Government talks tough on Aegean but divisions remain

Government talks tough on Aegean but divisions remain

Despite the government's position that Greece must avoid a clash and seek an outlet through diplomatic channels,  Athens has toughened its rhetoric toward Turkey, with government spokesman Dimitris Tzanakopoulos warning on Friday that Greece will respond to any further acts of aggression.

“If there is another act of Turkish aggression on Greek territory, there will be a response and there is no other way for us,” he told Skai TV on Friday morning.

Tensions between the two neighbors escalated this week after a Turkish vessel rammed a Hellenic Coast Guard boat off the Imia islets in the eastern Aegean on Monday night.

Tzanakopoulos’s remarks followed similar tough statements on Thursday night by Foreign Minister Nikos Kotzias, who said that Turkey “touched the red line and in some sense crossed it.” He also warned Ankara that the next time it acts aggressively, Greece will not respond in the same peaceful manner.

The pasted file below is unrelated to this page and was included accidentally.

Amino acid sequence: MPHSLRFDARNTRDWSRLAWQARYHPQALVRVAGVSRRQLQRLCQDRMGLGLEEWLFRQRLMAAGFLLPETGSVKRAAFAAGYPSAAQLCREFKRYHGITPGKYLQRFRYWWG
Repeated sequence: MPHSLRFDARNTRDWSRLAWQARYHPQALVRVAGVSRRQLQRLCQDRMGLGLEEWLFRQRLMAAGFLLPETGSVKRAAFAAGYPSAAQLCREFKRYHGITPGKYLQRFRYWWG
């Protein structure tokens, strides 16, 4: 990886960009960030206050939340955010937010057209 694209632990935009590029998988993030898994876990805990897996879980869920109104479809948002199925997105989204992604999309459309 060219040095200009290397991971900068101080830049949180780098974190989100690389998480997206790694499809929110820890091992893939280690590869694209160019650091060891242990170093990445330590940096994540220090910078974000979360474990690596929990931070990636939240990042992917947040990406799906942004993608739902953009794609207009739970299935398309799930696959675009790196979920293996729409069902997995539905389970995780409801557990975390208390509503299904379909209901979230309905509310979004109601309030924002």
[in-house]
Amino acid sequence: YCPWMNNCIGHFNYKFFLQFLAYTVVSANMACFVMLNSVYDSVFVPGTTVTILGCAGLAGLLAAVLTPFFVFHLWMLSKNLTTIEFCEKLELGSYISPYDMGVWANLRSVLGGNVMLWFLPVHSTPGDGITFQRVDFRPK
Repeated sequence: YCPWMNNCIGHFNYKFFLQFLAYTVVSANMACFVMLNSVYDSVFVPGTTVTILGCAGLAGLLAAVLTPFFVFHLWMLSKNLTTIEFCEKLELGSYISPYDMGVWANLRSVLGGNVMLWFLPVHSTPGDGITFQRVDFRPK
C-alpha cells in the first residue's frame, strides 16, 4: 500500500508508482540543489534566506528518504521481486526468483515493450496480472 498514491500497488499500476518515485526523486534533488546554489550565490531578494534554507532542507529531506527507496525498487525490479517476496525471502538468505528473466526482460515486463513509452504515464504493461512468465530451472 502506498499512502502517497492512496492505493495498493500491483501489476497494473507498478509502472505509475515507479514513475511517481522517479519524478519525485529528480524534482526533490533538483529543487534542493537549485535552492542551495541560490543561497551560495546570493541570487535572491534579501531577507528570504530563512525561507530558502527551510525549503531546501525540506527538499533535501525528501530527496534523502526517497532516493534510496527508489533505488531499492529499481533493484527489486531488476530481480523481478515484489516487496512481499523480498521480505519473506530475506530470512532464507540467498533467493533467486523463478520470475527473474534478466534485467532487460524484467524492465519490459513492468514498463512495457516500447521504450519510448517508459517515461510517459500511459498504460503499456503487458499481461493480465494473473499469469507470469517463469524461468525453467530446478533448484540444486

Meanwhile, Turkey’s naval blockade off Cyprus that has prevented Italian company Eni from drilling in Block 3 of the Cypriot exclusive economic zone (EEZ) entered its seventh day Friday. Eni CEO Claudio Descalzi said that Europe, France, Cyprus and Turkey were discussing the situation. “It’s not really under our control,” Reuters cited him as saying.

Despite the uncertainty in the region, US oil giant ExxonMobil said Friday that it will send two surveying vessels to Cyprus’s EEZ. Cyprus Energy Minister Giorgos Lakkotrypis said the US firm contacted Nicosia insisting that it will meet its commitments regarding its rights in Block 10 of the Cypriot EEZ through its consortium with Qatar Petroleum.

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